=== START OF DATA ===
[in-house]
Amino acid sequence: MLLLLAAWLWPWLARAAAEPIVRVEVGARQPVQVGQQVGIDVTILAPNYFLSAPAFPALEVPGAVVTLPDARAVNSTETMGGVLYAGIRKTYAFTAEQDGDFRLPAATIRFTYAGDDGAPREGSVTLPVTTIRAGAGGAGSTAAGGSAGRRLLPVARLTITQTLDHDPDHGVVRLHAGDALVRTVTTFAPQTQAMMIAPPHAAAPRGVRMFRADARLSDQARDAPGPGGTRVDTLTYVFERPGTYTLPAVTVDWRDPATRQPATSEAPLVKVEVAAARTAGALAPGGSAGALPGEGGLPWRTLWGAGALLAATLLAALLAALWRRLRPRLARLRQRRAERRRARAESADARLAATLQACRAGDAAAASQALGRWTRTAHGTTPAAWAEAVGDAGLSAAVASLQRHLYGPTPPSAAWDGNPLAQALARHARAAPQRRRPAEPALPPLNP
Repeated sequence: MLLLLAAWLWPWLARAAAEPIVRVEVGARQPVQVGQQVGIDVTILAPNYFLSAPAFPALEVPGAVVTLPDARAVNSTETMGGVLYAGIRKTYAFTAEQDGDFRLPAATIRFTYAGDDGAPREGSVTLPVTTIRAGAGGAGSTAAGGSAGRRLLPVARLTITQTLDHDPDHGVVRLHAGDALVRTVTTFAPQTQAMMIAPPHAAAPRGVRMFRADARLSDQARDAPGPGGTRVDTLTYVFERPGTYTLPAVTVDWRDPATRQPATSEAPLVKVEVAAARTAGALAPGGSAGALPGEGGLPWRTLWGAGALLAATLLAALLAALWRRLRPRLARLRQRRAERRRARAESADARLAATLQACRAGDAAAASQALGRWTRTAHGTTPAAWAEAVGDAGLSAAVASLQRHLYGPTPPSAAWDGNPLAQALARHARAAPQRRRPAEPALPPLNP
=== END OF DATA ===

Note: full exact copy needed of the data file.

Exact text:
[in-house]
Amino acid sequence: MLLLLAAWLWPWLARAAAEPIVRVEVGARQPVQVGQQVGIDVTILAPNYFLSAPAFPALEVPGAVVTLPDARAVNSTETMGGVLYAGIRKTYAFTAEQDGDFRLPAATIRFTYAGDDGAPREGSVTLPVTTIRAGAGGAGSTAAGGSAGRRLLPVARLTITQTLDHDPDHGVVRLHAGDALVRTVTTFAPQTQAMMIAPPHAAAPRGVRMFRADARLSDQARDAPGPGGTRVDTLTYVFERPGTYTLPAVTVDWRDPATRQPATSEAPLVKVEVAAARTAGALAPGGSAGALPGEGGLPWRTLWGAGALLAATLLAALLAALWRRLRPRLARLRQRRAERRRARAESADARLAATLQACRAGDAAAASQALGRWTRTAHGTTPAAWAEAVGDAGLSAAVASLQRHLYGPTPPSAAWDGNPLAQALARHARAAPQRRRPAEPALPPLNP
Repeated sequence: MLLLLAAWLWPWLARAAAEPIVRVEVGARQPVQVGQQVGIDVTILAPNYFLSAPAFPALEVPGAVVTLPDARAVNSTETMGGVLYAGIRKTYAFTAEQDGDFRLPAATIRFTYAGDDGAPREGSVTLPVTTIRAGAGGAGSTAAGGSAGRRLLPVARLTITQTLDHDPDHGVVRLHAGDALVRTVTTFAPQTQAMMIAPPHAAAPRGVRMFRADARLSDQARDAPGPGGTRVDTLTYVFERPGTYTLPAVTVDWRDPATRQPATSEAPLVKVEVAAARTAGALAPGGSAGALPGEGGLPWRTLWGAGALLAATLLAALLAALWRRLRPRLARLRQRRAERRRARAESADARLAATLQACRAGDAAAASQALGRWTRTAHGTTPAAWAEAVGDAGLSAAVASLQRHLYGPTPPSAAWDGNPLAQALARHARAAPQRRRPAEPALPPLNP